1. Africa: Vitally-important wild fruits on the decline (National Research Council)

| February 25, 2008

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In parts of Western and Central Africa, the Icacina plant is known as a living grocery store. Growing wild and untended in woodlots and plains, the shrub is sought out by those who know its bounty.When the dry season comes to an end, the shrub comes into bloom. Small, bright red fruits appear in abundance. Huge edible roots known as “false yams” are available all year round.

The Icacina plant was described in a report on “Lost Crops of Africa” produced by the American National Research Council. The 14 wild fruits that the report examines are not lost to locals, who know where to find them when food is scarce. However, they are virtually unknown to agricultural scientists who preserve and propagate only a small number of high-value fruit crops.

And the research suggests that, unless these fruits are recognized and protected, they could disappear entirely.

Since colonial times, commercial fruit production in Africa has focused on imported varieties from Asia and the Americas. For the most part, these imported fruits have been carefully cultivated and mass produced.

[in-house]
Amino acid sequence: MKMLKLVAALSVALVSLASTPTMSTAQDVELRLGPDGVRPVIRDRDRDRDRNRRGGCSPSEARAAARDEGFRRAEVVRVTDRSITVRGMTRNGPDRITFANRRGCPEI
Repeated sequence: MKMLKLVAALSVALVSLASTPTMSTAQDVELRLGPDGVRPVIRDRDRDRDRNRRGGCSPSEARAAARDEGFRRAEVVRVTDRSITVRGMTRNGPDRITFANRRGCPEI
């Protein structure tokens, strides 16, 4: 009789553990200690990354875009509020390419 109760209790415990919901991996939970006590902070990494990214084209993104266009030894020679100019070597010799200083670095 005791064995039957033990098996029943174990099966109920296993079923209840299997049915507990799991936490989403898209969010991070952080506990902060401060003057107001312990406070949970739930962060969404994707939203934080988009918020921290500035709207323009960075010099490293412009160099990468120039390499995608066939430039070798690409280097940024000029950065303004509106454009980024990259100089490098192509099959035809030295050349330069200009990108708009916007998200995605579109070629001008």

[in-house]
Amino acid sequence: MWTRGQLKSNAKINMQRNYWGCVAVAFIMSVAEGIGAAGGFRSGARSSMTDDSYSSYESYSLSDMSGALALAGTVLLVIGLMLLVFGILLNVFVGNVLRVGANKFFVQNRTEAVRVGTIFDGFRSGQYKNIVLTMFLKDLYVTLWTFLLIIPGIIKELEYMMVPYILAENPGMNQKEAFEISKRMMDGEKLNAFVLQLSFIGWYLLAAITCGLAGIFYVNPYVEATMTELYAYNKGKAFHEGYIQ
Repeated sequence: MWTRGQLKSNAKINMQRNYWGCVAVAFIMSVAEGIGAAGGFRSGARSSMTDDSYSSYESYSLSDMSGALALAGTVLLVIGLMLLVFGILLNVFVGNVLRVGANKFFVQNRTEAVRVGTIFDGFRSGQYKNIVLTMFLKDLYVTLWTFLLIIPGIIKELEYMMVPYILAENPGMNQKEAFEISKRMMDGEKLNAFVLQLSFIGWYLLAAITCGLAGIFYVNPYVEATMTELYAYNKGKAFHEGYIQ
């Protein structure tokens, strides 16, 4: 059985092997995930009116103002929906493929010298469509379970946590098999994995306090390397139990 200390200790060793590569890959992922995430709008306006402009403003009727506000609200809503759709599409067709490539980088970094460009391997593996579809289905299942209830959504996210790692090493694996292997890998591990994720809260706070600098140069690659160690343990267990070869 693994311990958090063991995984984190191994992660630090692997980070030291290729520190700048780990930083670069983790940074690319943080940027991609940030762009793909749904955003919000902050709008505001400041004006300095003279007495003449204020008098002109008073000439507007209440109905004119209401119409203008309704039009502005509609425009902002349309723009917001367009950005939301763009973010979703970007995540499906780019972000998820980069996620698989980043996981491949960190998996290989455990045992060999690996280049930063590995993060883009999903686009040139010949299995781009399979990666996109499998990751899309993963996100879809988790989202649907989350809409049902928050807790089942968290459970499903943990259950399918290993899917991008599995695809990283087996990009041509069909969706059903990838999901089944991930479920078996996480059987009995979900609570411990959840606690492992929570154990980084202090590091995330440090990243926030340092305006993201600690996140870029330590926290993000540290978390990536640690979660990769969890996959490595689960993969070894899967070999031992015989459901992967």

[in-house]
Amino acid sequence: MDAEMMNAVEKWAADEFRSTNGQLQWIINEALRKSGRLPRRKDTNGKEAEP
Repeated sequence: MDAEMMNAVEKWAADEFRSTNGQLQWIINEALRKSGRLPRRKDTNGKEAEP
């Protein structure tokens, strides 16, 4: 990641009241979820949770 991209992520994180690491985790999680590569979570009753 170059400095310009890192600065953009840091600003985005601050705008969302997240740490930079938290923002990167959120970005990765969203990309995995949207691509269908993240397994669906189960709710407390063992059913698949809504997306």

At the same time, local populations have quietly continued to supplement their diets with wild fruits. Children are most vulnerable to malnutrition, but the simple childhood pastime of collecting fruits from the forest provides essential vitamins. And when staple crops fail, wild fruits are absolutely vital.

Mark Dafforn is a researcher with the National Research Council who directed the “lost fruits” research. He explains that wild fruits are characteristically hardy. Unlike imported fruits, wild fruits do not require fertilizer and are naturally resistant to many pests. They have adapted to local climates, withstanding years of flood and drought. The Icacina, for example, can survive up to four years without water.

But in the push to develop the most commercially successful fruits, wild fruits are losing the conditions they need to survive. As forests are lost, so are many wild fruits. Other fruit trees are simply torn up in favour of fields.

Mr. Dafforn suggests that recognizing the importance of wild fruits is the first step towards their preservation. The report suggests that individual farming families could improve their nutrition by maintaining wild fruit trees on their land. It also suggests that many African fruits could enjoy commercial success if they received more attention from agricultural science.